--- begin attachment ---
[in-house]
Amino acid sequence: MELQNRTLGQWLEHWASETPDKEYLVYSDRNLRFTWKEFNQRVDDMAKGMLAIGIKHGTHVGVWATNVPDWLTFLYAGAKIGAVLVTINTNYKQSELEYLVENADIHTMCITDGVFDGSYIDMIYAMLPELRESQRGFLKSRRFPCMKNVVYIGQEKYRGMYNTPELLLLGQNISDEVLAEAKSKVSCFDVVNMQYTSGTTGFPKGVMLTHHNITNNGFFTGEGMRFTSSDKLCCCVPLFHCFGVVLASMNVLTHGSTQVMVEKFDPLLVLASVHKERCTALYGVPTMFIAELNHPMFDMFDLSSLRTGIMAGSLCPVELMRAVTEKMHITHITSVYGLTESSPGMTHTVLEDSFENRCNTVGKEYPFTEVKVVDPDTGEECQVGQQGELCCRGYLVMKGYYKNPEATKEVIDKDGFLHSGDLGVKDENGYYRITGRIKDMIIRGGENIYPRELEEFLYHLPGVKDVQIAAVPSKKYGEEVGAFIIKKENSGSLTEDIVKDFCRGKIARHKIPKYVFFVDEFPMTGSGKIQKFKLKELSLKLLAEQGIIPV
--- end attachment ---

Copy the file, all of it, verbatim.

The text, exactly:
[in-house]
Amino acid sequence: MELQNRTLGQWLEHWASETPDKEYLVYSDRNLRFTWKEFNQRVDDMAKGMLAIGIKHGTHVGVWATNVPDWLTFLYAGAKIGAVLVTINTNYKQSELEYLVENADIHTMCITDGVFDGSYIDMIYAMLPELRESQRGFLKSRRFPCMKNVVYIGQEKYRGMYNTPELLLLGQNISDEVLAEAKSKVSCFDVVNMQYTSGTTGFPKGVMLTHHNITNNGFFTGEGMRFTSSDKLCCCVPLFHCFGVVLASMNVLTHGSTQVMVEKFDPLLVLASVHKERCTALYGVPTMFIAELNHPMFDMFDLSSLRTGIMAGSLCPVELMRAVTEKMHITHITSVYGLTESSPGMTHTVLEDSFENRCNTVGKEYPFTEVKVVDPDTGEECQVGQQGELCCRGYLVMKGYYKNPEATKEVIDKDGFLHSGDLGVKDENGYYRITGRIKDMIIRGGENIYPRELEEFLYHLPGVKDVQIAAVPSKKYGEEVGAFIIKKENSGSLTEDIVKDFCRGKIARHKIPKYVFFVDEFPMTGSGKIQKFKLKELSLKLLAEQGIIPV